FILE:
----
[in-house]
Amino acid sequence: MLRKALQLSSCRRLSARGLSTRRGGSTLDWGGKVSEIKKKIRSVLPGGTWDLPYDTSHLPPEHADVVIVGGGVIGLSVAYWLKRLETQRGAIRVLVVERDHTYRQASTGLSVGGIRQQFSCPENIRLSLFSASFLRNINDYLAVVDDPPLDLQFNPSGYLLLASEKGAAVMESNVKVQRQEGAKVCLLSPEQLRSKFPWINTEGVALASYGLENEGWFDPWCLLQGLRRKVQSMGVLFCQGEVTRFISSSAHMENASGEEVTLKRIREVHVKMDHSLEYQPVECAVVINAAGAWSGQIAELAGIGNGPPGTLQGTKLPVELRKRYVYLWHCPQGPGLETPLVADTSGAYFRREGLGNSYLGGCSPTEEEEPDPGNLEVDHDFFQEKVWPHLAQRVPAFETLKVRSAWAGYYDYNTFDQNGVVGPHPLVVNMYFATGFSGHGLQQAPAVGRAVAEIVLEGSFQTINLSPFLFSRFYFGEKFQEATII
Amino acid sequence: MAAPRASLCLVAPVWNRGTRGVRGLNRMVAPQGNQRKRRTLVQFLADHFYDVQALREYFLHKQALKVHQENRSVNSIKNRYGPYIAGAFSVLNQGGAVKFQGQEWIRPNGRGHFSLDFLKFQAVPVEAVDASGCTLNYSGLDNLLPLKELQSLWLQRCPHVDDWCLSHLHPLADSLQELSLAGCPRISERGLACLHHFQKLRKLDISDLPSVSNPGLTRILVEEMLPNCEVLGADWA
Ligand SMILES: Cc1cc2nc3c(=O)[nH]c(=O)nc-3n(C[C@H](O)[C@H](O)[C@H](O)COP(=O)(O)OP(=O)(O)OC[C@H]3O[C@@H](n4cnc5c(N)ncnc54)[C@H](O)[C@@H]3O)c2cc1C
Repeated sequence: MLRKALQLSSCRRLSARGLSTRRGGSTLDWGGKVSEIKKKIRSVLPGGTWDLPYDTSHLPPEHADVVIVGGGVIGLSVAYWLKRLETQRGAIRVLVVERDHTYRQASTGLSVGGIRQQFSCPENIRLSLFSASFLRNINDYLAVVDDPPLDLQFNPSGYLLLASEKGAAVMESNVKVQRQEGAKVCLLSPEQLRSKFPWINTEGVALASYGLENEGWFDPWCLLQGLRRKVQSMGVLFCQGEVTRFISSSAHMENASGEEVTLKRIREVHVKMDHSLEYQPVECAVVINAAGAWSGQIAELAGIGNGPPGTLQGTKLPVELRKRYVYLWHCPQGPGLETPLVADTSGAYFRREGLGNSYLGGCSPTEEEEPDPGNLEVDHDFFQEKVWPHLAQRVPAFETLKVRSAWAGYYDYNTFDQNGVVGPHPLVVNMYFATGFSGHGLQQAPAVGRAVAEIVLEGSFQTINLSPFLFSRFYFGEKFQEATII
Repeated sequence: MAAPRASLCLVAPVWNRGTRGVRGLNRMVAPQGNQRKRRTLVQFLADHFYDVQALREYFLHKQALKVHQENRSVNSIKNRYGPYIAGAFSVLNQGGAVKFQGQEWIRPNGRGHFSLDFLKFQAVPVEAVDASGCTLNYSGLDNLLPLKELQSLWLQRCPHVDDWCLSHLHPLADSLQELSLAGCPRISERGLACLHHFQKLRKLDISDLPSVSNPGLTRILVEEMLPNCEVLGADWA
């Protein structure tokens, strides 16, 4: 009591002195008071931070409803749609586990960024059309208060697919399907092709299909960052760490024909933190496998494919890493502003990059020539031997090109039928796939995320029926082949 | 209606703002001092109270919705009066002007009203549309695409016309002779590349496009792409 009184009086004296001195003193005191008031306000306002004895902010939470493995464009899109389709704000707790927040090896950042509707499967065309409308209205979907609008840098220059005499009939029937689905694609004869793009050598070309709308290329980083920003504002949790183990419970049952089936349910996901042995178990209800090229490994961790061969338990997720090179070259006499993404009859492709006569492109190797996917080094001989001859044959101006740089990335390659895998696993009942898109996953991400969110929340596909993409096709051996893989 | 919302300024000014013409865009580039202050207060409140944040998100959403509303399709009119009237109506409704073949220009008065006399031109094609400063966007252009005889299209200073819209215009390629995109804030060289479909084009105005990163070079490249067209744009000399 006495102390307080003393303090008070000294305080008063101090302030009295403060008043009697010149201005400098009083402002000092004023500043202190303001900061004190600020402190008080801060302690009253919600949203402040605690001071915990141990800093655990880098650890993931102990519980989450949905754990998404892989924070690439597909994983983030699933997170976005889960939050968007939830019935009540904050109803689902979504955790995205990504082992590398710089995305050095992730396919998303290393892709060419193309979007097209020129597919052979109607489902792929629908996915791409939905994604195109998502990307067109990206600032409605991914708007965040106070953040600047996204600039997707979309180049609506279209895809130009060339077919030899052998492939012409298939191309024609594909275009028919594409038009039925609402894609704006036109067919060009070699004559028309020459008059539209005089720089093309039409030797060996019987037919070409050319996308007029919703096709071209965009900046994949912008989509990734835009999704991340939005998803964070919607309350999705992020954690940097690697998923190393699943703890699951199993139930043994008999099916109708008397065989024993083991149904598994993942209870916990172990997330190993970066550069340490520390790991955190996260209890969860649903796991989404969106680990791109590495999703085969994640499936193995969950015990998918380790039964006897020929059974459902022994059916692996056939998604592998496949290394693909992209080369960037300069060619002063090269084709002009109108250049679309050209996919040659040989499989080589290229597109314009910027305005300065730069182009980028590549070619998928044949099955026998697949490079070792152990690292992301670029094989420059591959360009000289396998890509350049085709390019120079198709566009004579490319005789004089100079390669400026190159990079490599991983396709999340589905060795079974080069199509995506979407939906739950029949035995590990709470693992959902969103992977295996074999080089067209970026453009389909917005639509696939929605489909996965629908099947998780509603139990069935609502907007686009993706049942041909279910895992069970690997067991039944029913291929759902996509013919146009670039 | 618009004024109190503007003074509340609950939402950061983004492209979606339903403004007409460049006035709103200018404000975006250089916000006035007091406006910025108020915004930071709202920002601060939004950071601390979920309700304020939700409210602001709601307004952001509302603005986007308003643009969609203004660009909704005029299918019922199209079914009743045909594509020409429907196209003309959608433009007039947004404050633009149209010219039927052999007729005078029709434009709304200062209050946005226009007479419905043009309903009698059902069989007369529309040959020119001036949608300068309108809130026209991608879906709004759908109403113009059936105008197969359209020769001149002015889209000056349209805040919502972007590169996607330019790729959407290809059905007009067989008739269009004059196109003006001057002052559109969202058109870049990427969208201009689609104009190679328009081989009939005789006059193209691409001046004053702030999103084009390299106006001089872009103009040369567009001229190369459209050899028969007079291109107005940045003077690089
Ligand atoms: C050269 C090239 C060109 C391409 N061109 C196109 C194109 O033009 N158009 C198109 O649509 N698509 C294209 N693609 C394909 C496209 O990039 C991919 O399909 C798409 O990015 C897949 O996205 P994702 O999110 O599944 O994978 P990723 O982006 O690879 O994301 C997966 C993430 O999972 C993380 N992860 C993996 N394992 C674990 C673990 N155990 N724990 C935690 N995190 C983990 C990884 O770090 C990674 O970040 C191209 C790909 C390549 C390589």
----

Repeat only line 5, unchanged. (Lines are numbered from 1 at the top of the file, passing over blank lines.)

Repeated sequence: MLRKALQLSSCRRLSARGLSTRRGGSTLDWGGKVSEIKKKIRSVLPGGTWDLPYDTSHLPPEHADVVIVGGGVIGLSVAYWLKRLETQRGAIRVLVVERDHTYRQASTGLSVGGIRQQFSCPENIRLSLFSASFLRNINDYLAVVDDPPLDLQFNPSGYLLLASEKGAAVMESNVKVQRQEGAKVCLLSPEQLRSKFPWINTEGVALASYGLENEGWFDPWCLLQGLRRKVQSMGVLFCQGEVTRFISSSAHMENASGEEVTLKRIREVHVKMDHSLEYQPVECAVVINAAGAWSGQIAELAGIGNGPPGTLQGTKLPVELRKRYVYLWHCPQGPGLETPLVADTSGAYFRREGLGNSYLGGCSPTEEEEPDPGNLEVDHDFFQEKVWPHLAQRVPAFETLKVRSAWAGYYDYNTFDQNGVVGPHPLVVNMYFATGFSGHGLQQAPAVGRAVAEIVLEGSFQTINLSPFLFSRFYFGEKFQEATII